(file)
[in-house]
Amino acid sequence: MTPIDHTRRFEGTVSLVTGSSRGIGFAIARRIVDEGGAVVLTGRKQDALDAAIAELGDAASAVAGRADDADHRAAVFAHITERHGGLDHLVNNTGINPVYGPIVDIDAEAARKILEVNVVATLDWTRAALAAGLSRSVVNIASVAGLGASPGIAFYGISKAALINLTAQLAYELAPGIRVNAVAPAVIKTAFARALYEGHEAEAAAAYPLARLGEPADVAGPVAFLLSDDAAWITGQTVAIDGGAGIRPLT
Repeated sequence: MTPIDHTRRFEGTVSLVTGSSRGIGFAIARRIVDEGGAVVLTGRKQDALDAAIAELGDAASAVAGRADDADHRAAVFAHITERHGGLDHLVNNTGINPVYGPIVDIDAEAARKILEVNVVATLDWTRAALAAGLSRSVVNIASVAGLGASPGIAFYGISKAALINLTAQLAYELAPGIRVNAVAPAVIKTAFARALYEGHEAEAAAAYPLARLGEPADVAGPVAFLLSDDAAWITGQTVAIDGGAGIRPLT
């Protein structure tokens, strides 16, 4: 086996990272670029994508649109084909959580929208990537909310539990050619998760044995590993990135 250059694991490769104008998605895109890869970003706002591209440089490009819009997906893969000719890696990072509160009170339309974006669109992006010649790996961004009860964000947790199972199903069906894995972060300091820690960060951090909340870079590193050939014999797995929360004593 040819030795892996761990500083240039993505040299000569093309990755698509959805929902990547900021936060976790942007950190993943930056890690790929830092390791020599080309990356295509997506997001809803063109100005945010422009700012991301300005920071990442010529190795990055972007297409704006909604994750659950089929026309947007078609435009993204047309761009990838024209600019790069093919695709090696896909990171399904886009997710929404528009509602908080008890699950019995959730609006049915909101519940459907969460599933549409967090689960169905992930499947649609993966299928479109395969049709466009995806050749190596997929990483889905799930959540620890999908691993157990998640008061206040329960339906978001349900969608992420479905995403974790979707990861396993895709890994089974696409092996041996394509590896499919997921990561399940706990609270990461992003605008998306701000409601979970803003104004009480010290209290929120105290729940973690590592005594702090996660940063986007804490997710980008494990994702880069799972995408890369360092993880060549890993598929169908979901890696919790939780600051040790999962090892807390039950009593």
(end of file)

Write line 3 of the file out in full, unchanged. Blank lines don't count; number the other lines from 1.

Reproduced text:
Repeated sequence: MTPIDHTRRFEGTVSLVTGSSRGIGFAIARRIVDEGGAVVLTGRKQDALDAAIAELGDAASAVAGRADDADHRAAVFAHITERHGGLDHLVNNTGINPVYGPIVDIDAEAARKILEVNVVATLDWTRAALAAGLSRSVVNIASVAGLGASPGIAFYGISKAALINLTAQLAYELAPGIRVNAVAPAVIKTAFARALYEGHEAEAAAAYPLARLGEPADVAGPVAFLLSDDAAWITGQTVAIDGGAGIRPLT